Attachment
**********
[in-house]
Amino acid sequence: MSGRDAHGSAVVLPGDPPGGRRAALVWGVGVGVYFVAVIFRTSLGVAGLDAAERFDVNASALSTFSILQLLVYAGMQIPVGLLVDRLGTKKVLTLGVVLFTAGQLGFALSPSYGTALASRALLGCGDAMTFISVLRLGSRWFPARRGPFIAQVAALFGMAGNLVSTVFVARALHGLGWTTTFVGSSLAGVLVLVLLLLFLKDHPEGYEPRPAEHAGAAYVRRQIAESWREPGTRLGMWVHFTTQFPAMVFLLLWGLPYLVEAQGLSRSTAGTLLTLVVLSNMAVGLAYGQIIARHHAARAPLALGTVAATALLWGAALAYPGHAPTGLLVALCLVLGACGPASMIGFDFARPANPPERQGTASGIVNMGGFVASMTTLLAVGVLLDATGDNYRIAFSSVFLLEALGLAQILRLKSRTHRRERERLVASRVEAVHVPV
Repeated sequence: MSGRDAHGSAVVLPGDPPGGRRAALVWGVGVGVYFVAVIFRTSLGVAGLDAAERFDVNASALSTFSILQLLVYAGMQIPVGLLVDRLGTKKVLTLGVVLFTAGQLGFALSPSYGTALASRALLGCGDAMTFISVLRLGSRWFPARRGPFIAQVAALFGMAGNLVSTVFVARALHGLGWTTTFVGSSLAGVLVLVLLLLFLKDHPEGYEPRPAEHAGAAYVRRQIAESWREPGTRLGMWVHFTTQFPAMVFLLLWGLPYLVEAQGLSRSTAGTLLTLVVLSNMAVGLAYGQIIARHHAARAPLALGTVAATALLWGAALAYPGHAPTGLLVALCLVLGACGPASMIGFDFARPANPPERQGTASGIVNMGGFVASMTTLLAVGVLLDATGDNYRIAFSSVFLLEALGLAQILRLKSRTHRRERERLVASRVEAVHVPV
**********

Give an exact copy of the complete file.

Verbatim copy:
[in-house]
Amino acid sequence: MSGRDAHGSAVVLPGDPPGGRRAALVWGVGVGVYFVAVIFRTSLGVAGLDAAERFDVNASALSTFSILQLLVYAGMQIPVGLLVDRLGTKKVLTLGVVLFTAGQLGFALSPSYGTALASRALLGCGDAMTFISVLRLGSRWFPARRGPFIAQVAALFGMAGNLVSTVFVARALHGLGWTTTFVGSSLAGVLVLVLLLLFLKDHPEGYEPRPAEHAGAAYVRRQIAESWREPGTRLGMWVHFTTQFPAMVFLLLWGLPYLVEAQGLSRSTAGTLLTLVVLSNMAVGLAYGQIIARHHAARAPLALGTVAATALLWGAALAYPGHAPTGLLVALCLVLGACGPASMIGFDFARPANPPERQGTASGIVNMGGFVASMTTLLAVGVLLDATGDNYRIAFSSVFLLEALGLAQILRLKSRTHRRERERLVASRVEAVHVPV
Repeated sequence: MSGRDAHGSAVVLPGDPPGGRRAALVWGVGVGVYFVAVIFRTSLGVAGLDAAERFDVNASALSTFSILQLLVYAGMQIPVGLLVDRLGTKKVLTLGVVLFTAGQLGFALSPSYGTALASRALLGCGDAMTFISVLRLGSRWFPARRGPFIAQVAALFGMAGNLVSTVFVARALHGLGWTTTFVGSSLAGVLVLVLLLLFLKDHPEGYEPRPAEHAGAAYVRRQIAESWREPGTRLGMWVHFTTQFPAMVFLLLWGLPYLVEAQGLSRSTAGTLLTLVVLSNMAVGLAYGQIIARHHAARAPLALGTVAATALLWGAALAYPGHAPTGLLVALCLVLGACGPASMIGFDFARPANPPERQGTASGIVNMGGFVASMTTLLAVGVLLDATGDNYRIAFSSVFLLEALGLAQILRLKSRTHRRERERLVASRVEAVHVPV